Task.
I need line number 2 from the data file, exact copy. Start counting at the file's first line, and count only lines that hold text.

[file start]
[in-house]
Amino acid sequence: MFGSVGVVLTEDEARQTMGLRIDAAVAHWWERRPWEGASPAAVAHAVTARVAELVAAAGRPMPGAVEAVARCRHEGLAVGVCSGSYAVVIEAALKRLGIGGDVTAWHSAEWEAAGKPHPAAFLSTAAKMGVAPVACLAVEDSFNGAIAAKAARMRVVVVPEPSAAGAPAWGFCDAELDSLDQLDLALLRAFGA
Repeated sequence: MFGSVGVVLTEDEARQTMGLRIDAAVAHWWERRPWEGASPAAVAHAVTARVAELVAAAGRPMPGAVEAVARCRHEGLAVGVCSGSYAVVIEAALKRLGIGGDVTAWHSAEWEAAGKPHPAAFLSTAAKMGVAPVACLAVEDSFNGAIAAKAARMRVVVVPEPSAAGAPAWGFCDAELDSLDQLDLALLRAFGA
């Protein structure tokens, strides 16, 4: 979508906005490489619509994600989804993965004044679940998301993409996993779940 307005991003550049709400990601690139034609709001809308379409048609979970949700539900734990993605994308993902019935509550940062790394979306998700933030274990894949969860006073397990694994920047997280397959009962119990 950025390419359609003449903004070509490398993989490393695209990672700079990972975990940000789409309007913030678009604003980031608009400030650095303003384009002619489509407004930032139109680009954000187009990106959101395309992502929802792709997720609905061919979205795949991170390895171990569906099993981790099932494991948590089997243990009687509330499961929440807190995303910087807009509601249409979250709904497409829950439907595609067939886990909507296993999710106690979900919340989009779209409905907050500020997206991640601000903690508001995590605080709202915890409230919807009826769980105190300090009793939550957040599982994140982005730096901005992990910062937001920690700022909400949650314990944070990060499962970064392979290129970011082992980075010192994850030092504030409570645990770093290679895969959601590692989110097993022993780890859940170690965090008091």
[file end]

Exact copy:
Amino acid sequence: MFGSVGVVLTEDEARQTMGLRIDAAVAHWWERRPWEGASPAAVAHAVTARVAELVAAAGRPMPGAVEAVARCRHEGLAVGVCSGSYAVVIEAALKRLGIGGDVTAWHSAEWEAAGKPHPAAFLSTAAKMGVAPVACLAVEDSFNGAIAAKAARMRVVVVPEPSAAGAPAWGFCDAELDSLDQLDLALLRAFGA